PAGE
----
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High food prices here to stay for now, say economists

ECONOMISTS say the second half of the year should see further deceleration in food prices. Henk Kruger, ANA.

ECONOMISTS say the second half of the year should see further deceleration in food prices. Henk Kruger, ANA.

Published May 11, 2022


WHILE the rate at which food prices are increasing is expected to slow, prices are not expected to ease significantly, says Absa Agribusiness senior agricultural economist Dr Marlene Louw.

According to Absa’s outlook, food inflation is likely to peak towards the middle of the year, but there is some upside risk associated with this.

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Louw said a key factor to watch was how grain and oilseed production would fare in the northern hemisphere in the coming season.

“At the moment, grain and oilseed plantings in the US are behind the annual long-term average plant rate due to adverse weather conditions. If this persists, and production is adversely affected, we could see another commodity price shock on top of all the other disruptions that 2022 has already had,” Louw said.

This would cause food inflation to rise throughout the rest of the year. According to Louw, the progression of grain and oilseed production in the northern hemisphere will therefore be key to watch to anticipate what could happen locally in the second half of this year.

Last week, the FAO Global Food Price Index eased from an all-time high level reached in March this year, declining by 1 percent to 159 points. This was still up by 30 percent from the corresponding period last year.

The easing in prices in April was on the back of a slight decline in vegetable oil prices. The recent decision by Indonesia to ban the export of palm oil meant that global export volumes have reduced significantly, and prices would have surged since then.

The FAO data probably did not account for the Indonesia decision, with these price increases likely to be reflected in the data for May, which will be released in June. Other food prices such as grains, dairy, meat and sugar remained elevated.

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Absa Agribusiness said high global food inflation was also likely to affect South Africa.

Louw said the local food and agricultural sector was fully integrated into global markets. Consequently, high prices due to geopolitical disruptions or drought in key global production regions also affected local commodity and product prices. She said recent local price increases were further exacerbated by a depreciation of the rand.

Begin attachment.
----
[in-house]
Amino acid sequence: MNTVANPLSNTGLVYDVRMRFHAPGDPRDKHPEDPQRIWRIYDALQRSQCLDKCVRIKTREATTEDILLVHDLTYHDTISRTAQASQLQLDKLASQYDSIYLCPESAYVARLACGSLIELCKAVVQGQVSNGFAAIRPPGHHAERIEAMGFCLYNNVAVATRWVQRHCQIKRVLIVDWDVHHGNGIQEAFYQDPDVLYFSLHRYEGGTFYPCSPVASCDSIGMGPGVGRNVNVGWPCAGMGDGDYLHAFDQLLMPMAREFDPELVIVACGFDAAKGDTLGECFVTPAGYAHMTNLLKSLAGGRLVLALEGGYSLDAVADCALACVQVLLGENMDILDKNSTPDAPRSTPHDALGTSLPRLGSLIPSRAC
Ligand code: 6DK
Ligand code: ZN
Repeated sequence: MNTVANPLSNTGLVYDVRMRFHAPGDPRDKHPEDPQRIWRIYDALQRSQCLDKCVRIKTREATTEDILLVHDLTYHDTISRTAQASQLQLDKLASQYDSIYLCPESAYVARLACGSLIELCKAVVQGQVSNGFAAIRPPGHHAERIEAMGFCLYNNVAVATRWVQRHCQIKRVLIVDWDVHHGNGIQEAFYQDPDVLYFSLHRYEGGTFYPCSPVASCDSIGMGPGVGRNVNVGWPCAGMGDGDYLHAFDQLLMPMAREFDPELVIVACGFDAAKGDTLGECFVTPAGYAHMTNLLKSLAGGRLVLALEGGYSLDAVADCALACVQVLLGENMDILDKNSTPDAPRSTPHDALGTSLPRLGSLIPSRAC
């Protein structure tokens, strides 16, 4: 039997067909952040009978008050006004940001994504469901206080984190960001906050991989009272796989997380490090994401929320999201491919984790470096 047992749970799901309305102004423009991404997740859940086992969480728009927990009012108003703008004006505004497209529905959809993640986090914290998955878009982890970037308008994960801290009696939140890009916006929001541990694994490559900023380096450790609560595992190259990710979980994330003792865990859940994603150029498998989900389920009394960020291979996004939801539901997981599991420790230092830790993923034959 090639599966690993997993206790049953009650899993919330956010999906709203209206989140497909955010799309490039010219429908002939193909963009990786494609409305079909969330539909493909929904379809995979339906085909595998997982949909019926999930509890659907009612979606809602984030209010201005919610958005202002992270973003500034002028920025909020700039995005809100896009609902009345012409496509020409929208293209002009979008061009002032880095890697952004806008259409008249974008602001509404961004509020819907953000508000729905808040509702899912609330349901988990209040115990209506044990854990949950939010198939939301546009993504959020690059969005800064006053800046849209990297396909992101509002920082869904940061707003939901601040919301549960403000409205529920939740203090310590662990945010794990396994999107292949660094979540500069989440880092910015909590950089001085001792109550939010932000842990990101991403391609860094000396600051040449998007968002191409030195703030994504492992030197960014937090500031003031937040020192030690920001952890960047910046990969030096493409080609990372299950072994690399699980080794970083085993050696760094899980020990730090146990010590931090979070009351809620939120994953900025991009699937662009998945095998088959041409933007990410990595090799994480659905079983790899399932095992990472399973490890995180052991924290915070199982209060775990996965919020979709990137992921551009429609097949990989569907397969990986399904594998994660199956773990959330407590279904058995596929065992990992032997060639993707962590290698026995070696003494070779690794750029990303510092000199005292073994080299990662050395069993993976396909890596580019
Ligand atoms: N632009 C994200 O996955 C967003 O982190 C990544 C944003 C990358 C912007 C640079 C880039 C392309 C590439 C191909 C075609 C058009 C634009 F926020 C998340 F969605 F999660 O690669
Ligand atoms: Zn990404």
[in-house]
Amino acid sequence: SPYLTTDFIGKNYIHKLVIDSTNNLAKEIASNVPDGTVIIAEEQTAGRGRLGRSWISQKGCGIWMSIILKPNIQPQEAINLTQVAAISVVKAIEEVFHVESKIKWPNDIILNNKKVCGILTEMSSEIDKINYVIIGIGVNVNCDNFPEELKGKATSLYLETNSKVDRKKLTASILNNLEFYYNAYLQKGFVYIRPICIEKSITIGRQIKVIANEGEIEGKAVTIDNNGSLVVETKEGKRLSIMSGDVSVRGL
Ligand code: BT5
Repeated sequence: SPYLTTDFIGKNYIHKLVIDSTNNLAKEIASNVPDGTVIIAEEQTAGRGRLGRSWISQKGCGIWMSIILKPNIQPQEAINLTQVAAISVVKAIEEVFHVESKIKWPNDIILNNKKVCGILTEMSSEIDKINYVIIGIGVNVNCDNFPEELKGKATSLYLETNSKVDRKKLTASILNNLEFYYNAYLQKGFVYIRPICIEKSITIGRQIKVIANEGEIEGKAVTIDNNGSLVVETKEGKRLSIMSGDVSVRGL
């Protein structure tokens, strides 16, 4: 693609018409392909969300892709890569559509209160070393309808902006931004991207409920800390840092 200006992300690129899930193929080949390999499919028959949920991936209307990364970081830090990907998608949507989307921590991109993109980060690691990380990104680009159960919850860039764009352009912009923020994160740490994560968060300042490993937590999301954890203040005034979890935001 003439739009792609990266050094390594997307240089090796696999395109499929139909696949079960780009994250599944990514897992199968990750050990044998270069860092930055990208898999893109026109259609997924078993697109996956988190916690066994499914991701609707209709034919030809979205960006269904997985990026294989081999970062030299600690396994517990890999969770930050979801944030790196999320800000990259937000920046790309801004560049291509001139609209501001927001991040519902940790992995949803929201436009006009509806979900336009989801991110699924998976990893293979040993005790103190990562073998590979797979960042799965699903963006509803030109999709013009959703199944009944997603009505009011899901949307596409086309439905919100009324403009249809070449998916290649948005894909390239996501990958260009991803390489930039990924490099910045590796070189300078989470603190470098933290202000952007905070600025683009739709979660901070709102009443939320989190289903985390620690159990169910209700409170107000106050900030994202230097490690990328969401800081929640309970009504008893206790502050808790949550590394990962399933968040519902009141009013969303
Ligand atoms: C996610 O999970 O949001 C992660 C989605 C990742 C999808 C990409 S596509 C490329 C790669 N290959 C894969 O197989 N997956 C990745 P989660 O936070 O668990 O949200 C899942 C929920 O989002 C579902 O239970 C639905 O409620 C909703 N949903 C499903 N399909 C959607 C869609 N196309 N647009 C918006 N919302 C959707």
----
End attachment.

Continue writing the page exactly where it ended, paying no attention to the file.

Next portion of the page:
FNB Agribusiness senior agricultural economist Paul Makube said the decline in the food price index was just a brief reprieve.

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The fundamentals were still tilted to the upside, with escalation in the Russia-Ukraine war causing obvious disruptions to global wheat and sunflower oil supplies, limited availability of fertiliser in some parts of the northern hemisphere and the consequent delays or contraction in planted area, as well as incidental drought conditions in parts of South America, the US and Indonesia.

He said South Africa remained a net importer of vegetable oils, particularly palm oil, and the recent decision by Indonesia, which accounts for 55 percent of the total world palm oil exports, would tighten supplies and maintain the elevated trend in prices.

“Consequently, manufacturers and consumers are expected to feel the pinch at the tills as they will have to pay more for cooking oil and other products which were producing palm oil as an input,” Makube said.

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According to FNB Agri-Business, a further escalation of the Russian-Ukraine war would be disruptive to international trade, causing oil prices to remain elevated, which would push freight costs higher.

The higher agricultural commodity prices and the consequent inflationary pressures might force some exporting nations to employ measures to curb rising domestic costs of living by imposing export restrictions, thus accelerating the situation (higher food inflation).

Makube said that consumers would continue to feel the pain as they have limited options since food was generally price inelastic.

“The near-term price outlook remains biased on the upside, but the second half of the year should see further deceleration in prices. Smart purchases – through taking advantage of bulk purchases, as well as change in consumption patterns – will help consumers navigate the current tough environment,” Makube said.

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